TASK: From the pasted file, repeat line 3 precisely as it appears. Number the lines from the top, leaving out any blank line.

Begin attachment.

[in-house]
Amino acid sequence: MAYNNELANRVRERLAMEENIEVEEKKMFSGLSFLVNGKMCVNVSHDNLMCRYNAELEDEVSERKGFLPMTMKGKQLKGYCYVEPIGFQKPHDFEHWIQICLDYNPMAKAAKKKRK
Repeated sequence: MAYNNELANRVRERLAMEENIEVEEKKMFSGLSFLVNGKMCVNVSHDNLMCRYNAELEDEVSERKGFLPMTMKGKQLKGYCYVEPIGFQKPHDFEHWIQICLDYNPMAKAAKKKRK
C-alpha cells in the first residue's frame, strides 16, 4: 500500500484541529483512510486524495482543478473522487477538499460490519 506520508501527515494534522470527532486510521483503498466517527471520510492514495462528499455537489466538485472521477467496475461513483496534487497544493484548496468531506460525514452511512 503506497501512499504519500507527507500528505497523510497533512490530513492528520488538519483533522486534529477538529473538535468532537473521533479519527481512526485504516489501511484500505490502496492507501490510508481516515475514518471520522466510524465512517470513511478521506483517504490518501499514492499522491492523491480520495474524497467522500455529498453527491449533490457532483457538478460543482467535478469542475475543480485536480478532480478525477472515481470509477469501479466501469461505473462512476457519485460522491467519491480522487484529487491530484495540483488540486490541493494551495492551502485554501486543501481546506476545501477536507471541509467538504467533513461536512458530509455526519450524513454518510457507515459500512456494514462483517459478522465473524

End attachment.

Repeated sequence: MAYNNELANRVRERLAMEENIEVEEKKMFSGLSFLVNGKMCVNVSHDNLMCRYNAELEDEVSERKGFLPMTMKGKQLKGYCYVEPIGFQKPHDFEHWIQICLDYNPMAKAAKKKRK